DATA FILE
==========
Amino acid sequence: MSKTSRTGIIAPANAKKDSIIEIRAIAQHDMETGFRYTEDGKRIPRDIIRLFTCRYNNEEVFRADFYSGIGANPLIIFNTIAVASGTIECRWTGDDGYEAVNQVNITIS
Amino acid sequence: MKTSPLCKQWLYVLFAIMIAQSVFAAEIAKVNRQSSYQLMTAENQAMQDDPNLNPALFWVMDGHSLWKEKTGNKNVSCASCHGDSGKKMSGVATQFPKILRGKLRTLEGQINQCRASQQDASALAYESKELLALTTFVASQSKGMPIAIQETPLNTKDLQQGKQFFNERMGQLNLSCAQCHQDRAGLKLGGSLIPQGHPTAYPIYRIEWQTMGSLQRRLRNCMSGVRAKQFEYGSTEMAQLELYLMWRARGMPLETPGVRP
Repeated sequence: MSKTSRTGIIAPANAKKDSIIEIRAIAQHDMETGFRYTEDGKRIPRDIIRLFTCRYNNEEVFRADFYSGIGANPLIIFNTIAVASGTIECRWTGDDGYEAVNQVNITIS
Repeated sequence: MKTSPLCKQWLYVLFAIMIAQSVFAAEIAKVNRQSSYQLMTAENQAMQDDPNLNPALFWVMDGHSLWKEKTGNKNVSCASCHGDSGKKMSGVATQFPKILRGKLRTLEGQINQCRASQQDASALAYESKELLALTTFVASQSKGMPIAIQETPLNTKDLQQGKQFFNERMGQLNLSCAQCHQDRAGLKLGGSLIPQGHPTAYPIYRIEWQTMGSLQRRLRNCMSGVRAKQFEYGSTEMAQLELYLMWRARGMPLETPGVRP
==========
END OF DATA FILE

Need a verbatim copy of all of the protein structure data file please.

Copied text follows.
Amino acid sequence: MSKTSRTGIIAPANAKKDSIIEIRAIAQHDMETGFRYTEDGKRIPRDIIRLFTCRYNNEEVFRADFYSGIGANPLIIFNTIAVASGTIECRWTGDDGYEAVNQVNITIS
Amino acid sequence: MKTSPLCKQWLYVLFAIMIAQSVFAAEIAKVNRQSSYQLMTAENQAMQDDPNLNPALFWVMDGHSLWKEKTGNKNVSCASCHGDSGKKMSGVATQFPKILRGKLRTLEGQINQCRASQQDASALAYESKELLALTTFVASQSKGMPIAIQETPLNTKDLQQGKQFFNERMGQLNLSCAQCHQDRAGLKLGGSLIPQGHPTAYPIYRIEWQTMGSLQRRLRNCMSGVRAKQFEYGSTEMAQLELYLMWRARGMPLETPGVRP
Repeated sequence: MSKTSRTGIIAPANAKKDSIIEIRAIAQHDMETGFRYTEDGKRIPRDIIRLFTCRYNNEEVFRADFYSGIGANPLIIFNTIAVASGTIECRWTGDDGYEAVNQVNITIS
Repeated sequence: MKTSPLCKQWLYVLFAIMIAQSVFAAEIAKVNRQSSYQLMTAENQAMQDDPNLNPALFWVMDGHSLWKEKTGNKNVSCASCHGDSGKKMSGVATQFPKILRGKLRTLEGQINQCRASQQDASALAYESKELLALTTFVASQSKGMPIAIQETPLNTKDLQQGKQFFNERMGQLNLSCAQCHQDRAGLKLGGSLIPQGHPTAYPIYRIEWQTMGSLQRRLRNCMSGVRAKQFEYGSTEMAQLELYLMWRARGMPLETPGVRP